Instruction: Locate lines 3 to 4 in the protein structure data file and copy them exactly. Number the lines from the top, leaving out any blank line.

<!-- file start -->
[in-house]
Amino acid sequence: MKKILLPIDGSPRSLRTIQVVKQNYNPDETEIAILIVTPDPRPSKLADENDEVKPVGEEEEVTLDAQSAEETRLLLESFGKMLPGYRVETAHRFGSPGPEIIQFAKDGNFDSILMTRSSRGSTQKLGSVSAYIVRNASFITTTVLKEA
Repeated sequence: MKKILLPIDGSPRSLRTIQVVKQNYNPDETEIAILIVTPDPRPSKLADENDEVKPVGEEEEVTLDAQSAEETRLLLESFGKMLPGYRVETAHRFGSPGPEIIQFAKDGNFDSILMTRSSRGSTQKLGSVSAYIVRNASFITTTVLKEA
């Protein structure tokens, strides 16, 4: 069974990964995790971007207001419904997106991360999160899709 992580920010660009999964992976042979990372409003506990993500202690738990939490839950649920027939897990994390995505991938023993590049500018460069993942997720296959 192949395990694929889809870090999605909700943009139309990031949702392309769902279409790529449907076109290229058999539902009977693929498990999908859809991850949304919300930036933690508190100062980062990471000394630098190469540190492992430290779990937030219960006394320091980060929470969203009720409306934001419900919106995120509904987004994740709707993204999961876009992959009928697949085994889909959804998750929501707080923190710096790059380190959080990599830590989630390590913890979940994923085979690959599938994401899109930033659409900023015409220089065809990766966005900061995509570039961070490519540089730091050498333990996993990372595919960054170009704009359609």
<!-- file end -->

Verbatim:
Repeated sequence: MKKILLPIDGSPRSLRTIQVVKQNYNPDETEIAILIVTPDPRPSKLADENDEVKPVGEEEEVTLDAQSAEETRLLLESFGKMLPGYRVETAHRFGSPGPEIIQFAKDGNFDSILMTRSSRGSTQKLGSVSAYIVRNASFITTTVLKEA
């Protein structure tokens, strides 16, 4: 069974990964995790971007207001419904997106991360999160899709 992580920010660009999964992976042979990372409003506990993500202690738990939490839950649920027939897990994390995505991938023993590049500018460069993942997720296959 192949395990694929889809870090999605909700943009139309990031949702392309769902279409790529449907076109290229058999539902009977693929498990999908859809991850949304919300930036933690508190100062980062990471000394630098190469540190492992430290779990937030219960006394320091980060929470969203009720409306934001419900919106995120509904987004994740709707993204999961876009992959009928697949085994889909959804998750929501707080923190710096790059380190959080990599830590989630390590913890979940994923085979690959599938994401899109930033659409900023015409220089065809990766966005900061995509570039961070490519540089730091050498333990996993990372595919960054170009704009359609």